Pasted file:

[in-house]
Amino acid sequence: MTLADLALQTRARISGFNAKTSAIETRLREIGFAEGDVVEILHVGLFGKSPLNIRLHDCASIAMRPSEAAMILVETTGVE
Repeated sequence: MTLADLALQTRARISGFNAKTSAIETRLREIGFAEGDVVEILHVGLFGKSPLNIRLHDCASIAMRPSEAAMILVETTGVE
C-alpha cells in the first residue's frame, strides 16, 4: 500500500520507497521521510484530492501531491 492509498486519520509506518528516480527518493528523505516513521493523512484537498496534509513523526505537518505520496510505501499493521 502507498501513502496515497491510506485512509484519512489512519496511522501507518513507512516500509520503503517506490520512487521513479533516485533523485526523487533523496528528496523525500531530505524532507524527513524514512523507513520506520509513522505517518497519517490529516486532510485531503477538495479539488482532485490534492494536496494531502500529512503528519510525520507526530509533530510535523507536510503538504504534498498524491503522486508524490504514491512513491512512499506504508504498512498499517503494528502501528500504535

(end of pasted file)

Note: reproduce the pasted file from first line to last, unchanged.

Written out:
[in-house]
Amino acid sequence: MTLADLALQTRARISGFNAKTSAIETRLREIGFAEGDVVEILHVGLFGKSPLNIRLHDCASIAMRPSEAAMILVETTGVE
Repeated sequence: MTLADLALQTRARISGFNAKTSAIETRLREIGFAEGDVVEILHVGLFGKSPLNIRLHDCASIAMRPSEAAMILVETTGVE
C-alpha cells in the first residue's frame, strides 16, 4: 500500500520507497521521510484530492501531491 492509498486519520509506518528516480527518493528523505516513521493523512484537498496534509513523526505537518505520496510505501499493521 502507498501513502496515497491510506485512509484519512489512519496511522501507518513507512516500509520503503517506490520512487521513479533516485533523485526523487533523496528528496523525500531530505524532507524527513524514512523507513520506520509513522505517518497519517490529516486532510485531503477538495479539488482532485490534492494536496494531502500529512503528519510525520507526530509533530510535523507536510503538504504534498498524491503522486508524490504514491512513491512512499506504508504498512498499517503494528502501528500504535